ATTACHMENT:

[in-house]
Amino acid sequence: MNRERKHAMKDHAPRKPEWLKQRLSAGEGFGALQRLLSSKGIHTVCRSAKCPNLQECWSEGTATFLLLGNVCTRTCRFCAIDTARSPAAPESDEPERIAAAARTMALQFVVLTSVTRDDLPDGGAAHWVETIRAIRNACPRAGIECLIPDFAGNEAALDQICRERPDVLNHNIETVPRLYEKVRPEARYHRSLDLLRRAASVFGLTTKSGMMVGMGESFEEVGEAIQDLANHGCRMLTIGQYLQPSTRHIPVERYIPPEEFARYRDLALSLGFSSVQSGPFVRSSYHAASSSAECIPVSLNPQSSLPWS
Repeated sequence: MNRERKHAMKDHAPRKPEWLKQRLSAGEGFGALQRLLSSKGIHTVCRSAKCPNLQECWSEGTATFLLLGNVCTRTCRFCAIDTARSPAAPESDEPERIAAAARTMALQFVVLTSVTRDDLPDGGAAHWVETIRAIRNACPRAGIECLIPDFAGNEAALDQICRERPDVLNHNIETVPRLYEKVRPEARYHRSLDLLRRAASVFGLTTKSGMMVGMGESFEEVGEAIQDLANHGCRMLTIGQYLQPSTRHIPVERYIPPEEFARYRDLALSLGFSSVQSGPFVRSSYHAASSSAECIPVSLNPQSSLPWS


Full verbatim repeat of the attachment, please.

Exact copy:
[in-house]
Amino acid sequence: MNRERKHAMKDHAPRKPEWLKQRLSAGEGFGALQRLLSSKGIHTVCRSAKCPNLQECWSEGTATFLLLGNVCTRTCRFCAIDTARSPAAPESDEPERIAAAARTMALQFVVLTSVTRDDLPDGGAAHWVETIRAIRNACPRAGIECLIPDFAGNEAALDQICRERPDVLNHNIETVPRLYEKVRPEARYHRSLDLLRRAASVFGLTTKSGMMVGMGESFEEVGEAIQDLANHGCRMLTIGQYLQPSTRHIPVERYIPPEEFARYRDLALSLGFSSVQSGPFVRSSYHAASSSAECIPVSLNPQSSLPWS
Repeated sequence: MNRERKHAMKDHAPRKPEWLKQRLSAGEGFGALQRLLSSKGIHTVCRSAKCPNLQECWSEGTATFLLLGNVCTRTCRFCAIDTARSPAAPESDEPERIAAAARTMALQFVVLTSVTRDDLPDGGAAHWVETIRAIRNACPRAGIECLIPDFAGNEAALDQICRERPDVLNHNIETVPRLYEKVRPEARYHRSLDLLRRAASVFGLTTKSGMMVGMGESFEEVGEAIQDLANHGCRMLTIGQYLQPSTRHIPVERYIPPEEFARYRDLALSLGFSSVQSGPFVRSSYHAASSSAECIPVSLNPQSSLPWS